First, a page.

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Non-magnetic metals turned into magnets

Thin films of copper and manganese made to behave like iron, cobalt or nickel.

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Copper: not a magnetic metal, unless it is combined in thin films with organic molecules.

Two common metals that are not magnetic — copper and manganese — can be transformed into magnets: a surprising effect that involves combining thin films of the metals with carbon-based organic molecules.

The magnetism is weak and fades away after a few days, but the discovery could lead to new kinds of hybrid metal–organic magnets that might be useful in applications such as medical imaging, says Oscar Cespedes of the University of Leeds, UK, who led the work1 reported on 5 August in Nature.

Permanent magnets, such as iron bars, gain their pulling power from the spins of the electrons inside them. This quantum-mechanical property means that each electron generates its own magnetic field. Most electrons couple their spins so as to cancel each other out, producing no overall effect, but some ‘unpaired’ electrons will align with an external magnetic field, and will stay that way when that field is removed. The cumulative effect of these tiny aligned magnetic fields makes the metals iron, cobalt and nickel magnetic at room temperature.

Cespedes and his colleagues made copper and manganese behave this way, too. They laid down films of the metals on layers of buckyballs, which are cage-like molecules made up of 60 carbon atoms, chosen because they are particularly good at stripping electrons from the metal films. This made the films partially magnetic, across a layer a few nanometres thick next to the buckyballs. When an external field was applied and then removed, some 10% of the induced magnetic field remained, producing a weak magnet.

Age-old ideas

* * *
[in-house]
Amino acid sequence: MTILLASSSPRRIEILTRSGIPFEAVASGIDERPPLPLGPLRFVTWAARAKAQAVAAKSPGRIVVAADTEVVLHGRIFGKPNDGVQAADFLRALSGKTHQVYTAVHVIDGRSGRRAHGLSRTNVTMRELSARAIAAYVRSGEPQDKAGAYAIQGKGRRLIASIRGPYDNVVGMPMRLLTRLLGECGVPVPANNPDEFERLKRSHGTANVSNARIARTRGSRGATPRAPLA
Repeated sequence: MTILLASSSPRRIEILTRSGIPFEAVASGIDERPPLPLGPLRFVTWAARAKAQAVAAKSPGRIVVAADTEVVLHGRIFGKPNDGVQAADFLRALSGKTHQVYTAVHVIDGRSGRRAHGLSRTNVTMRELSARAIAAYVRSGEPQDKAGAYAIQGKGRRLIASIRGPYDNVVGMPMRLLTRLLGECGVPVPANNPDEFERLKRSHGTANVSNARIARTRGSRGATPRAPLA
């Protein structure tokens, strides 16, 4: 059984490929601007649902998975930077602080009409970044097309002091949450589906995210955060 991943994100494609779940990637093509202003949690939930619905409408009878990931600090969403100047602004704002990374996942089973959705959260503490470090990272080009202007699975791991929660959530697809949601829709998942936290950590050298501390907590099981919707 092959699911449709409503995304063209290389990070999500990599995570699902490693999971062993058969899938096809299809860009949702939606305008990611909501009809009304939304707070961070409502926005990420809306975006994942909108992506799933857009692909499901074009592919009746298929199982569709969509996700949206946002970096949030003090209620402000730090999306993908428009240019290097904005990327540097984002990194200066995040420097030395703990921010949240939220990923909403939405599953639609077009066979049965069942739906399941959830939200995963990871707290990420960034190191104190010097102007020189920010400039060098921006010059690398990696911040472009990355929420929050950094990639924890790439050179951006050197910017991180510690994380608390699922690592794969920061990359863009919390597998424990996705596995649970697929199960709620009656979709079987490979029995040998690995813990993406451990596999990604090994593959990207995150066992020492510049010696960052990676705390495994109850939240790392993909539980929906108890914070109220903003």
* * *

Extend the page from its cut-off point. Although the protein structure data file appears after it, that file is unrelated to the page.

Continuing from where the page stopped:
The researchers founded their experiment on a theory devised in the 1930s by theoretical physicist Edmund Stoner (also at the University of Leeds). He explored what makes it possible for an element to be magnetic; in particular, what kind of internal electron structure a material needs in order to make it energetically favourable for unpaired electrons to align their magnetic fields. Cespedes is not sure whether their experiment did cause the internal electronic structures of copper and manganese to exactly meet Stoner's rule — but in any case, the result bodes well for the possibility of inducing magnetism in other non-magnetic metals, he says.

Cespedes hopes that the innovative technique might provide a more-bio-compatible and environmentally-friendly alternative to the gadolinium contrast agents used in magnetic resonance imaging (MRI). It might also, he says, be used in wind turbines, which contain electrical generators with magnetic materials that must be able to retain their polarization while absorbing large amounts of energy. “Turbines currently use iron, cobalt and nickel mixed with rare-Earth elements, but these elements are expensive and difficult to mine,” he says. But, he adds, since turbines need bulky, strong magnets, using a hybrid metal-organic material is "a long way off".

It is important that the results were obtained at room temperature, says Giancarlo Panaccione of the Italian National Research Council in Trieste. That ability could be useful for applications such as high-density computer memory-storage: magnetic ‘bits’ could be stored at the interface between metals and buckyballs, he says. But the induced magnetization falls away over a period of several days as the material oxidizes, he points out (a period that can extend to weeks if the material is covered).

Cespedes acknowledges that more work is needed. But, he says, it could be possible to improve the strength of the magnetic field — and make the effect last longer — by interlacing the metal and organic molecules in a matrix, rather than in layers, or by changing either component. 

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  1. Al Ma'Mari F. et al. Nature 524, 6974 (2015).

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